For the past year, while working for Rincon Consultants, I have been working with two colleagues, Andrew Walter of The Jones Payne Group, and Mark Naftzger of Studio Simple, to develop the latest version of the California Native Plant Society’s Online Inventory of Rare Plants.
The new CNPS Online Rare Plant Inventory (Inventory) is the latest evolution of an effort CNPS started in 1974. Since that time, CNPS produced six printed editions from 1974 to 2001, when the first online edition was launched. The previous inventory were composed of three elements: A Microsoft Access database that CNPS staff used to maintain the names and status attributes of rare plants, and an online database managed by another individual, and a public-facing website. This architecture required regularly transferring files from MS Access to the online database manager for processing into the database powering the public site.
The new version redeveloped the back-end plant management features of the MS Access database with the public-facing search and status information and a single comprehensive database. This version also includes a modern, streamlined, and mobile-friendly interface and a new underlying architecture that creates the foundation for future enhancements to take advantage of modern web technologies, including potential Application Programming Interfaces (APIs) and geospatial integrations.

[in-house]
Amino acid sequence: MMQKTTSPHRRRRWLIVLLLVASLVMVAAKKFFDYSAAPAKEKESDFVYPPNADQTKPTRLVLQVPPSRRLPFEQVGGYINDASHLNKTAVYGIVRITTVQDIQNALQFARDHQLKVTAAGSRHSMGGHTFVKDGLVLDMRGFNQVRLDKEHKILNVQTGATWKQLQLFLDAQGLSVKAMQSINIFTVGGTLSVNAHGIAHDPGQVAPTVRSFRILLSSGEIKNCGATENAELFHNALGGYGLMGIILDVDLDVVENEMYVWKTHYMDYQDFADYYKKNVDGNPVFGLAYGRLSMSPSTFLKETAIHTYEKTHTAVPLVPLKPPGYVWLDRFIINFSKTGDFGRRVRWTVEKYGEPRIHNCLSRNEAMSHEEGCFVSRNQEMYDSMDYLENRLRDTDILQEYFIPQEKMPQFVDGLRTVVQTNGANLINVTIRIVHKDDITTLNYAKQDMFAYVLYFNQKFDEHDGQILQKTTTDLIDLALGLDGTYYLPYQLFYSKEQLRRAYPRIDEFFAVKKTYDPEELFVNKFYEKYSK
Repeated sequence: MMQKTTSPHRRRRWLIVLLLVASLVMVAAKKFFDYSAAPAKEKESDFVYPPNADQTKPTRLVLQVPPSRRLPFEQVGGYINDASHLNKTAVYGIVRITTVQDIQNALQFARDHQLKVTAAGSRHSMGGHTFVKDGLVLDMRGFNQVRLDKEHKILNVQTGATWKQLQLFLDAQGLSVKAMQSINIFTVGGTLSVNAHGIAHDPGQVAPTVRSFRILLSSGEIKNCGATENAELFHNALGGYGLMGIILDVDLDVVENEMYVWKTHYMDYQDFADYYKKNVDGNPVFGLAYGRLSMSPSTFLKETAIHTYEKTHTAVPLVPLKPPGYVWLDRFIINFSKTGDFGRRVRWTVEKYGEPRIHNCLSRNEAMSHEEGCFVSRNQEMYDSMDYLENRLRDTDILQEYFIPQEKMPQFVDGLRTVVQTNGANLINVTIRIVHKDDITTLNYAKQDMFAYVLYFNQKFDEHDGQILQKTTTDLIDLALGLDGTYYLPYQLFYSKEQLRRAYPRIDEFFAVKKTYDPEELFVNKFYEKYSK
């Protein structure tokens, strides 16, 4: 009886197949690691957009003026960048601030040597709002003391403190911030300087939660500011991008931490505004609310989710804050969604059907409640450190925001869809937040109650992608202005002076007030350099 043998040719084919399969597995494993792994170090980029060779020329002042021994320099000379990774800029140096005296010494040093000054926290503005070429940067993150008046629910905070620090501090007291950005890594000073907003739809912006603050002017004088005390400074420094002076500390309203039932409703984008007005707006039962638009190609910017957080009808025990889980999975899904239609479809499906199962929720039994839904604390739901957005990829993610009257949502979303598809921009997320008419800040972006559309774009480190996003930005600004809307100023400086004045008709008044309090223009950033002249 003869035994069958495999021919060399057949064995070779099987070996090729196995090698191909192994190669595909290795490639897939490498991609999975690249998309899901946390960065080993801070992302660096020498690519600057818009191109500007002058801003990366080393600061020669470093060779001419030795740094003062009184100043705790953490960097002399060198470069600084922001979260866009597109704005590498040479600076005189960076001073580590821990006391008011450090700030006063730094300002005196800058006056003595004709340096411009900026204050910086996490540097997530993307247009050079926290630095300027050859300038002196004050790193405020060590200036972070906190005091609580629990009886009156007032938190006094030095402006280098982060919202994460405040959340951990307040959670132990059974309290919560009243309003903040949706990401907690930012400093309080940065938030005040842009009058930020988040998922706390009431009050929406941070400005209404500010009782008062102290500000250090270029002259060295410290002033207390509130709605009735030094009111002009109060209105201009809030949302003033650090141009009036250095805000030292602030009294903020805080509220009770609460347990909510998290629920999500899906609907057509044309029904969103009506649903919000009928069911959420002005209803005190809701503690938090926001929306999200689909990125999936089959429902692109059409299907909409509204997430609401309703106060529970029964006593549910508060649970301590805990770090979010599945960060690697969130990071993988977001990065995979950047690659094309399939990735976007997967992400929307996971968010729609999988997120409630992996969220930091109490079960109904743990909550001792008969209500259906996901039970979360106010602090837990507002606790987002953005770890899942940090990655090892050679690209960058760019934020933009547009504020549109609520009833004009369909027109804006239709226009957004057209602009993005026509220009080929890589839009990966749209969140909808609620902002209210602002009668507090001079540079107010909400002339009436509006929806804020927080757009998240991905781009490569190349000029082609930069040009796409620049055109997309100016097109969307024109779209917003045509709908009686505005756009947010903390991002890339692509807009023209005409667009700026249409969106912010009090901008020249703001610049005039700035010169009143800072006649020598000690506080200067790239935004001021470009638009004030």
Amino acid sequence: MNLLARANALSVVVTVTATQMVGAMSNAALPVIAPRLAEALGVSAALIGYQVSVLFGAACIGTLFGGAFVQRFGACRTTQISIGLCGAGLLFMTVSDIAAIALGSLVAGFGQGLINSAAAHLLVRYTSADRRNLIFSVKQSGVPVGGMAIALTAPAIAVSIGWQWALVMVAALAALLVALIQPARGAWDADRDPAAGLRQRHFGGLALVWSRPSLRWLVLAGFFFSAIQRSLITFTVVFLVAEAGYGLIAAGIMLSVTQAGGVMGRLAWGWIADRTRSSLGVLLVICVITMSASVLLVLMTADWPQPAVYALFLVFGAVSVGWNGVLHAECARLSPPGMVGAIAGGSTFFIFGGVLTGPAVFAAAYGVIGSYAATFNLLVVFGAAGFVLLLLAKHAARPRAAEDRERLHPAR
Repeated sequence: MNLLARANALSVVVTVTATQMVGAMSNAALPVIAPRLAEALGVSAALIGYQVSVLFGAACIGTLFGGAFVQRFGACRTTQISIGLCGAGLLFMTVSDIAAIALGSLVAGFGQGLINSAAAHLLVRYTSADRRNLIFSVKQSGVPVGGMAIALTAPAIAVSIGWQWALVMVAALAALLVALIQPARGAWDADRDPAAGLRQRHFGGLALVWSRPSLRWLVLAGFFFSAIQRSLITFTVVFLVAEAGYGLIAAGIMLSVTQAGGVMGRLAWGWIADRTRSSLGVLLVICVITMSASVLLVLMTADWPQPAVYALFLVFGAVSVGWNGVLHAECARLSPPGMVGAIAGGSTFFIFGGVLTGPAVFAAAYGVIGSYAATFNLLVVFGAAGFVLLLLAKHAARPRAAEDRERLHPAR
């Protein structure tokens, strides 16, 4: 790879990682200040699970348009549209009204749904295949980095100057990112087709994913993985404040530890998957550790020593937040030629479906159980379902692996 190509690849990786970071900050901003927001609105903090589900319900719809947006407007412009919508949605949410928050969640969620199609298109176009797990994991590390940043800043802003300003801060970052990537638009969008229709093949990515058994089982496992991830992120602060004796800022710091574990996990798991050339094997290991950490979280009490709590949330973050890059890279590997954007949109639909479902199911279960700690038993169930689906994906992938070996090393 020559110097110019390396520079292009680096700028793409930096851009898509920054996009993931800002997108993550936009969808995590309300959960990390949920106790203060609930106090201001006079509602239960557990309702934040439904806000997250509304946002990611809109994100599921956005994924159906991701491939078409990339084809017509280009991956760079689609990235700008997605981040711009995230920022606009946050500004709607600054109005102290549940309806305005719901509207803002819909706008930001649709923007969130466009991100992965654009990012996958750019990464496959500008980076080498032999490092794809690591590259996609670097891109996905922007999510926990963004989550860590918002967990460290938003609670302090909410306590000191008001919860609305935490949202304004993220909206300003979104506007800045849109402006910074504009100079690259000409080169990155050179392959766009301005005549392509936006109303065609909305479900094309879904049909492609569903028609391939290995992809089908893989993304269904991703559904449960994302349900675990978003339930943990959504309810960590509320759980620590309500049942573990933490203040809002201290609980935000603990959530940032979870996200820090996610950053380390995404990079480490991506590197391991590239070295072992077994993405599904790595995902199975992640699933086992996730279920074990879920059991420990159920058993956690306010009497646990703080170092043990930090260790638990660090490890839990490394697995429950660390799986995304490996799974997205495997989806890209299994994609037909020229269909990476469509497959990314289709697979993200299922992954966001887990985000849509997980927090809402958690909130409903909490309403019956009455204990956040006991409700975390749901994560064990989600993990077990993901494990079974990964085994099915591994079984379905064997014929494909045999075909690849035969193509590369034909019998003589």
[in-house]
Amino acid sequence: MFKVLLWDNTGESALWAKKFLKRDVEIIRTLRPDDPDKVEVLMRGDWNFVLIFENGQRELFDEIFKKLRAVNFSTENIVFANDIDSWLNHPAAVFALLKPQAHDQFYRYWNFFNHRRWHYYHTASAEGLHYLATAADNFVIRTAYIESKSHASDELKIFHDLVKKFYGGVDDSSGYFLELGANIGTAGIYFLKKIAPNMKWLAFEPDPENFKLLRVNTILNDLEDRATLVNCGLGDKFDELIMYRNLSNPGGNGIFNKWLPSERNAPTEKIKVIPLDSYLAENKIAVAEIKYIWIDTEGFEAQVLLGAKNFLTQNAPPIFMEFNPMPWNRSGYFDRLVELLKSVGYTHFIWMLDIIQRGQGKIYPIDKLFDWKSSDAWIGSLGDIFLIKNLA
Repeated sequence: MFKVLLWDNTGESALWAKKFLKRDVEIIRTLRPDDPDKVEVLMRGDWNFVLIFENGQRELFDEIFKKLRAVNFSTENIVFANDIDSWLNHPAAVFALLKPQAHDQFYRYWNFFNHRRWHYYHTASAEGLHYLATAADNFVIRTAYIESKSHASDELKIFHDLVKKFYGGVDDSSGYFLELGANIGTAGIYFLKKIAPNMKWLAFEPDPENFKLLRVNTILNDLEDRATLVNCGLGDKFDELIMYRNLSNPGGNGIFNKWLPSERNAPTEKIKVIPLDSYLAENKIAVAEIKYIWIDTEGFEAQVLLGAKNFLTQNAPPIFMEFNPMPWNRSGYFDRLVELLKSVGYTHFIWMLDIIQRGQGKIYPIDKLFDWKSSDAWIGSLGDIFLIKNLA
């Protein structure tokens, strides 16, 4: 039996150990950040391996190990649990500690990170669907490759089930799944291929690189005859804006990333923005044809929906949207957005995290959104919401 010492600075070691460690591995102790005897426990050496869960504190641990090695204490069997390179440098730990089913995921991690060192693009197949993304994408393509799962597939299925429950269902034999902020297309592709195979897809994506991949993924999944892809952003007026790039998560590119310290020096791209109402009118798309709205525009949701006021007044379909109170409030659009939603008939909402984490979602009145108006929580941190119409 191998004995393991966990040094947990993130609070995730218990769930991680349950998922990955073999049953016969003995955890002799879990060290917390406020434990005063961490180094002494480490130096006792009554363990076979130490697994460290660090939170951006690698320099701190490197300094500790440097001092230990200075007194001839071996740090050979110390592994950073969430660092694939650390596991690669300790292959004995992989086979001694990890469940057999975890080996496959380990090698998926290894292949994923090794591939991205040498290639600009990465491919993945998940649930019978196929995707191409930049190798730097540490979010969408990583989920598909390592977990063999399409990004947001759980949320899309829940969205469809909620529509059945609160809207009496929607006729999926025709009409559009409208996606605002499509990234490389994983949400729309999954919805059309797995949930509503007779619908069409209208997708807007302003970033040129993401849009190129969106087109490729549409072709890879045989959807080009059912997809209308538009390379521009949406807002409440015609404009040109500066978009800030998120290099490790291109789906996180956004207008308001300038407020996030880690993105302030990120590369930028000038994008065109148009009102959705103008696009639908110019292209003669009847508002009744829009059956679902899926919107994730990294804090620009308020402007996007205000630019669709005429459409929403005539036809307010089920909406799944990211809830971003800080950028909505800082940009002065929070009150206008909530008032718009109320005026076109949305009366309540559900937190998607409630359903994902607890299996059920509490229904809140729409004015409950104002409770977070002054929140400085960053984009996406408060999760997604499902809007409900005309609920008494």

CNPS is the leading voice in plant science and conservation in California and one of the foremost native plant organizations in the world (CNPS, 2019). The new Inventory is a widely used resource that directly guides rare plant protection, conservation planning, land acquisition, and management in California. It is considered the authoritative source for rare plant information and used every day by agencies, consultants (including Rincon and our competitors), and conservationists to determine the potential for rare plant resource conflicts, develop project-specific lists of rare plants to target during botanical surveys, and help prepare and review environmental documents and public testimony to influence decision-makers.
It was an interesting project for a noteworthy organization and we all learned a a great deal more about our respective disciplines while pushing our personal envelopes to deliver a product worthy of its history and one we hope our CNPS predecessors would be proud of.
Our work to build this new version is the culmination of a 7-year effort by CNPS’ Rare Plant Manager, Aaron Simms, who has been great to work with.